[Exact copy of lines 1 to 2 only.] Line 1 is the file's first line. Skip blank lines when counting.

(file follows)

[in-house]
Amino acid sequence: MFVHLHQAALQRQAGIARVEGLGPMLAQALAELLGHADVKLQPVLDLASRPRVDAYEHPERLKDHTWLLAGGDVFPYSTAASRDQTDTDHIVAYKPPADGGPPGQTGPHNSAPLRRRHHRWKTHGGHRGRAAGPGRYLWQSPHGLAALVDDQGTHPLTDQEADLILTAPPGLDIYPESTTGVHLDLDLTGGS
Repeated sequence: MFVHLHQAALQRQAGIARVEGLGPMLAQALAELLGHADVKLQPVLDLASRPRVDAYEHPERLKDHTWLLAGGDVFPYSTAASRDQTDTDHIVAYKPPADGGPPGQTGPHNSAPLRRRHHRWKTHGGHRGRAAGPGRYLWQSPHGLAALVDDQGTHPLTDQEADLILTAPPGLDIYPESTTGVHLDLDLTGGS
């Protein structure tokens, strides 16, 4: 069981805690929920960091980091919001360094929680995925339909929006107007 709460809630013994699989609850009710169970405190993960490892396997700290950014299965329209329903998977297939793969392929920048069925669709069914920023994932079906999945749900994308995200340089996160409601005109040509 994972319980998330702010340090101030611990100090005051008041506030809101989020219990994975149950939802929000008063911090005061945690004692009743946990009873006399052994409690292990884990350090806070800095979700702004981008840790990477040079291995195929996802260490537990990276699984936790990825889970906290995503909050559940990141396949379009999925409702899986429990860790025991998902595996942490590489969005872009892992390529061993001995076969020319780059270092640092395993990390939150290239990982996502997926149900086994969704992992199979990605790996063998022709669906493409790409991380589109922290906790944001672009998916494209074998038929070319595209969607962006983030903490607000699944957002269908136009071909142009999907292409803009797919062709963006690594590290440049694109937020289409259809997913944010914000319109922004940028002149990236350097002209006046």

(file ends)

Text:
[in-house]
Amino acid sequence: MFVHLHQAALQRQAGIARVEGLGPMLAQALAELLGHADVKLQPVLDLASRPRVDAYEHPERLKDHTWLLAGGDVFPYSTAASRDQTDTDHIVAYKPPADGGPPGQTGPHNSAPLRRRHHRWKTHGGHRGRAAGPGRYLWQSPHGLAALVDDQGTHPLTDQEADLILTAPPGLDIYPESTTGVHLDLDLTGGS